How Much is Home Ownership Costing Us?

financial calculator

Depending on your circumstances, home ownership can be a great deal or it can be a money pit. I wanted to give some of the expenses we’re experiencing with having a mortgage; hopefully it’ll be helpful for those on the fence about buying property.

Housing Expenses

Right now here’s what we have to pay each month to own the house.

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Run the numbers before buying a house!
  • Mortgage: $660
  • Escrow: $180*
  • HOA: $110**
  • Pool Dues: $20

Total: $970

*Our escrow account takes care of home insurance, private mortgage insurance, and property taxes.

**Our home association dues include landscaping and our water & sewer bill.

In addition to our mortgage payments, we send in an additional $175/month to pay down the mortgage balance faster. Our utilities (electric/gas) average around $100/month in the summer.

Why Pay Off Our Mortgage Early?

I mentioned before that keeping a mortgage just for the interest deduction is crazy. You’re just sending over more money to your mortgage company instead of paying a fraction of the amount in taxes. The numbers don’t add up. By paying our mortgage earlier than the 30 years scheduled, we’re going to save tens of thousands of dollars in interest.

Following the mortgage amoritization schedule, most of the money goes towards paying interest in the beginning of your loan. As the mortgages draw to a close, the payments increasingly goes towards the principle owed.

Paying down the mortgage quickly is also about own own peace of mind. We also don’t want to limit our cash flow for the full 30 years by carrying our mortgage the full length.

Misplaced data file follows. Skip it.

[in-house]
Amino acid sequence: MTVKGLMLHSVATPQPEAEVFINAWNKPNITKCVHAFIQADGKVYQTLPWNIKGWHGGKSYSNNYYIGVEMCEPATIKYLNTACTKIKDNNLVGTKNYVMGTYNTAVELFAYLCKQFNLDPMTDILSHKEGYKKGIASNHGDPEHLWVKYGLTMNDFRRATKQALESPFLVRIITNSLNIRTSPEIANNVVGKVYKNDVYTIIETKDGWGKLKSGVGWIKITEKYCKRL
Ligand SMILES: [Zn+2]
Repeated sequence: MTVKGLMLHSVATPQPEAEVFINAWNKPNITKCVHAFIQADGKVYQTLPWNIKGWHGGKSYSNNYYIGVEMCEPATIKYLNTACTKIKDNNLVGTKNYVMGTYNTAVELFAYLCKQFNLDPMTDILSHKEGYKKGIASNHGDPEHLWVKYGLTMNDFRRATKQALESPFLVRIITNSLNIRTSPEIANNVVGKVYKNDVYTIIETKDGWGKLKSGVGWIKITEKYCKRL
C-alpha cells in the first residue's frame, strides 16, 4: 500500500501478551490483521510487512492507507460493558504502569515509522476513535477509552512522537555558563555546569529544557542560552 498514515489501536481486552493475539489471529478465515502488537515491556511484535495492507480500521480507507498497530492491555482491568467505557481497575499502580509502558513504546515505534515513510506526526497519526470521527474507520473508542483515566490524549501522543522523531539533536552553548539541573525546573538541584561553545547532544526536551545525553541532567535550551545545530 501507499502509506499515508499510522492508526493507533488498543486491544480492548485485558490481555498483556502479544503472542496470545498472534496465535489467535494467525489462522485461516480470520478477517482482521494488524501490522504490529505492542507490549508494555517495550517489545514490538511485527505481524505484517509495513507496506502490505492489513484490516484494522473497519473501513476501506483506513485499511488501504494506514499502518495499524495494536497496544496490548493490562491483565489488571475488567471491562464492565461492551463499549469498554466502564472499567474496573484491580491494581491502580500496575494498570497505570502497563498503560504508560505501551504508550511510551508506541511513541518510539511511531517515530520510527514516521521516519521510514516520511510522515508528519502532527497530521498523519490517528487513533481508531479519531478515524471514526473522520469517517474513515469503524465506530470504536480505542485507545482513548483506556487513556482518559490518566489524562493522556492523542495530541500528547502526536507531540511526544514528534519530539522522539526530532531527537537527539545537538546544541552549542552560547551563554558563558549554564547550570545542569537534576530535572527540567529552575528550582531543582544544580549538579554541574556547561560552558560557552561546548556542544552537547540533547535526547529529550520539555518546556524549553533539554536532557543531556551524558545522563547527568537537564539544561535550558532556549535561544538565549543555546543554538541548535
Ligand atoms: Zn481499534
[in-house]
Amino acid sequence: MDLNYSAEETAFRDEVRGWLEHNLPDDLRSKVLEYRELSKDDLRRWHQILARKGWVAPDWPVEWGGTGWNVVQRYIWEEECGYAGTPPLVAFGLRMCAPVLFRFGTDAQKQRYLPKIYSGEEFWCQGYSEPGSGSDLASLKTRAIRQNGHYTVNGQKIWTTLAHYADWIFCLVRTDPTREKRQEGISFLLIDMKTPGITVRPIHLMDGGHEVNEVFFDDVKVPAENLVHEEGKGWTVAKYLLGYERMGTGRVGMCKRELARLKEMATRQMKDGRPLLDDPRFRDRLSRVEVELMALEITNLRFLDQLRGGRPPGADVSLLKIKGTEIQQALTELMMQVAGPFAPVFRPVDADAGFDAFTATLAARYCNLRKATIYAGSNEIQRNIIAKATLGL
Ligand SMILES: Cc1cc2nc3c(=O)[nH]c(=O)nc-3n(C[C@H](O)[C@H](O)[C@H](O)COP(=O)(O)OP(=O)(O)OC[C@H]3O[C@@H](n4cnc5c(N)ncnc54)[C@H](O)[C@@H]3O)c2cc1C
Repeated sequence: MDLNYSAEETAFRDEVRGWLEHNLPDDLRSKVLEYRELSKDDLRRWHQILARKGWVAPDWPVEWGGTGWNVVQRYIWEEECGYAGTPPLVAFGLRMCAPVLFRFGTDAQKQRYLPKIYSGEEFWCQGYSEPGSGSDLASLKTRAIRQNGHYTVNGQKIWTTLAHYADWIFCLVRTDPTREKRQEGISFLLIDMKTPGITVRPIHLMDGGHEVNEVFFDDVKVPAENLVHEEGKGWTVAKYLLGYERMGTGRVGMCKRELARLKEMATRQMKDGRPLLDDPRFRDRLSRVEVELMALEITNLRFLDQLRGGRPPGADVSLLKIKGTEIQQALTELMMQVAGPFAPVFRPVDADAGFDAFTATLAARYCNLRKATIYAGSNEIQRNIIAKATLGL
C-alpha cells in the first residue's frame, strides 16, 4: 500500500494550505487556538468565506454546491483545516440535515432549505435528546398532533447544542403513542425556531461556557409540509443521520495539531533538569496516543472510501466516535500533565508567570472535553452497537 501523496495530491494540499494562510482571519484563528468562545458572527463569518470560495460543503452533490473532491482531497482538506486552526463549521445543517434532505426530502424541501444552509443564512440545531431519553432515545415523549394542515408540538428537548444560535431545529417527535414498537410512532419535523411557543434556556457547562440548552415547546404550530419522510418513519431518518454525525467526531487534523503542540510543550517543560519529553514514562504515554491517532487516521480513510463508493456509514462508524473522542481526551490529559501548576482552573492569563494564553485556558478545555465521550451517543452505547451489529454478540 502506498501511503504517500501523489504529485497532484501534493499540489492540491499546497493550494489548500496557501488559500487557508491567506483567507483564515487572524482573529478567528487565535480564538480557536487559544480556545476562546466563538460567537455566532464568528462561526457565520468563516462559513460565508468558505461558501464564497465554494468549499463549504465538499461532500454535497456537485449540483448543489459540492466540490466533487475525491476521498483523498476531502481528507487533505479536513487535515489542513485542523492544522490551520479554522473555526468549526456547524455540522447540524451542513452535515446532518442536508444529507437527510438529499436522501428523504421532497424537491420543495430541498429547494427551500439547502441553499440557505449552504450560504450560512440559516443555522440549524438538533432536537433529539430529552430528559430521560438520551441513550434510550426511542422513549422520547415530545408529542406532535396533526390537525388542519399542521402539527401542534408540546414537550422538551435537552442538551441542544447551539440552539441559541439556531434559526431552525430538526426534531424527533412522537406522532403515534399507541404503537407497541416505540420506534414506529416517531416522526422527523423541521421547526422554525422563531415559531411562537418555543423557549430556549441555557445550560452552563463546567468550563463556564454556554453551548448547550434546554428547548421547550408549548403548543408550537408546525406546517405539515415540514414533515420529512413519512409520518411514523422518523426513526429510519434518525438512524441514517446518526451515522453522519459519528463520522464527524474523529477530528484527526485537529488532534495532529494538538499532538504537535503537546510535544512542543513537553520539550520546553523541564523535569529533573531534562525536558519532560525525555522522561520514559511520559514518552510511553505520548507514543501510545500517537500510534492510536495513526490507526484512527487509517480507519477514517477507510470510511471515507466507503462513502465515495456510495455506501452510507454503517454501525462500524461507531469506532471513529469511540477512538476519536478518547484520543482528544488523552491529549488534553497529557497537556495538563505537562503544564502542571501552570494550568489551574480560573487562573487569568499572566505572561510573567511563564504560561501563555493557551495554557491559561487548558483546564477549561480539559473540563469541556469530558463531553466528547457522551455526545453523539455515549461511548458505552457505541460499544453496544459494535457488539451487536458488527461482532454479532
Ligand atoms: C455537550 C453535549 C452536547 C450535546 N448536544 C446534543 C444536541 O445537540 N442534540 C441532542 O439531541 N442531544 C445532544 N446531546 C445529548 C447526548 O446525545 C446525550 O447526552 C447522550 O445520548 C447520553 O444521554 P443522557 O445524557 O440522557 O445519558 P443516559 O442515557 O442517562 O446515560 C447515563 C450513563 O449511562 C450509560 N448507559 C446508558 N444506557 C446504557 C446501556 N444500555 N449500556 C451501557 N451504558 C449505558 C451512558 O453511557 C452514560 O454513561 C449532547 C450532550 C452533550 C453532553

Thoughts on Home Ownership

for those that own a house, what are your monthly expenses? Are you paying extra on your mortgage ? Why or why not? How do you arrange it- do you add it on to your regular mortgage bill or do you send it in separate? For those who’ve done the calculations, how much money and time will you save on your plan?

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Can I Claim My Home Office As A Deduction on My Taxes?

home office tax deductions

It has been said that the IRS’ job is to get as deep into your pockets as possible. Your job on the other hand is to do all that you can within the guidelines of U.S. tax laws in order to keep the IRS out of your pockets as much as possible. One way to reduce your tax liability is to claim a home office deduction. home office tax deductions

Home Office Deduction Breakdown

First of all, before you get super excited about the idea of savings hundreds, or even thousands of dollars, off your IRS tax bill, it is very important to understand that the home office deduction acts as a sort of red flag with the IRS. If you work from home in the total merchant services industry, for example, and claim a home office, your chance of being flagged by the IRS and audited rises. Therefore, only claim your home office as a deduction if it meets IRS requirements. If you are unsure whether your use of your home office does qualify, then contact a local tax attorney for clarification.